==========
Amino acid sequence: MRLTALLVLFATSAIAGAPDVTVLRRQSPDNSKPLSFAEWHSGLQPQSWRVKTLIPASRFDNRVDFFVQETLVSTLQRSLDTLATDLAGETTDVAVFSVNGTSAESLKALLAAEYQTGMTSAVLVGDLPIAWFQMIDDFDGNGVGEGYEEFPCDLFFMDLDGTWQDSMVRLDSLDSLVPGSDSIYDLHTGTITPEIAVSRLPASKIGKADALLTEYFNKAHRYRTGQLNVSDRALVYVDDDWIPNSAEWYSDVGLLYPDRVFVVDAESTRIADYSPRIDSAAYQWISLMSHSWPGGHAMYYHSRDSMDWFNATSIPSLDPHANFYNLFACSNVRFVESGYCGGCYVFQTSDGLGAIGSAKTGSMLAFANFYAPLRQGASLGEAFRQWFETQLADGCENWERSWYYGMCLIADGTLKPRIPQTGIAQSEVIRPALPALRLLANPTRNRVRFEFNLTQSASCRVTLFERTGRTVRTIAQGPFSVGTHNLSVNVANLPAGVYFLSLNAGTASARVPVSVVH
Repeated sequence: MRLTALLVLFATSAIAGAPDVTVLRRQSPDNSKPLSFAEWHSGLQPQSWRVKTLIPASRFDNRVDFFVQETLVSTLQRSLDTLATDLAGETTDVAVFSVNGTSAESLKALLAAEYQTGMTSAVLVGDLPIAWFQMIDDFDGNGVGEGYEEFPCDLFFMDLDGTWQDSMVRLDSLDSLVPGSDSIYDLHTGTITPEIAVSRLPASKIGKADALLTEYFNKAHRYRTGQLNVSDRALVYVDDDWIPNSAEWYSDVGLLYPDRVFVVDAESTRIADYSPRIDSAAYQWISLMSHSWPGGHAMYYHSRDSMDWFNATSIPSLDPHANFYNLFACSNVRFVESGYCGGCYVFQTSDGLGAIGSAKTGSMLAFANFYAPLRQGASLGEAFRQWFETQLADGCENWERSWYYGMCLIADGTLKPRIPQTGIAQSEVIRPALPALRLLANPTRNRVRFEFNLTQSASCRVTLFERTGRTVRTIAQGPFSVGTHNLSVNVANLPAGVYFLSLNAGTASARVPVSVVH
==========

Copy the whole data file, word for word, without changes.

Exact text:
Amino acid sequence: MRLTALLVLFATSAIAGAPDVTVLRRQSPDNSKPLSFAEWHSGLQPQSWRVKTLIPASRFDNRVDFFVQETLVSTLQRSLDTLATDLAGETTDVAVFSVNGTSAESLKALLAAEYQTGMTSAVLVGDLPIAWFQMIDDFDGNGVGEGYEEFPCDLFFMDLDGTWQDSMVRLDSLDSLVPGSDSIYDLHTGTITPEIAVSRLPASKIGKADALLTEYFNKAHRYRTGQLNVSDRALVYVDDDWIPNSAEWYSDVGLLYPDRVFVVDAESTRIADYSPRIDSAAYQWISLMSHSWPGGHAMYYHSRDSMDWFNATSIPSLDPHANFYNLFACSNVRFVESGYCGGCYVFQTSDGLGAIGSAKTGSMLAFANFYAPLRQGASLGEAFRQWFETQLADGCENWERSWYYGMCLIADGTLKPRIPQTGIAQSEVIRPALPALRLLANPTRNRVRFEFNLTQSASCRVTLFERTGRTVRTIAQGPFSVGTHNLSVNVANLPAGVYFLSLNAGTASARVPVSVVH
Repeated sequence: MRLTALLVLFATSAIAGAPDVTVLRRQSPDNSKPLSFAEWHSGLQPQSWRVKTLIPASRFDNRVDFFVQETLVSTLQRSLDTLATDLAGETTDVAVFSVNGTSAESLKALLAAEYQTGMTSAVLVGDLPIAWFQMIDDFDGNGVGEGYEEFPCDLFFMDLDGTWQDSMVRLDSLDSLVPGSDSIYDLHTGTITPEIAVSRLPASKIGKADALLTEYFNKAHRYRTGQLNVSDRALVYVDDDWIPNSAEWYSDVGLLYPDRVFVVDAESTRIADYSPRIDSAAYQWISLMSHSWPGGHAMYYHSRDSMDWFNATSIPSLDPHANFYNLFACSNVRFVESGYCGGCYVFQTSDGLGAIGSAKTGSMLAFANFYAPLRQGASLGEAFRQWFETQLADGCENWERSWYYGMCLIADGTLKPRIPQTGIAQSEVIRPALPALRLLANPTRNRVRFEFNLTQSASCRVTLFERTGRTVRTIAQGPFSVGTHNLSVNVANLPAGVYFLSLNAGTASARVPVSVVH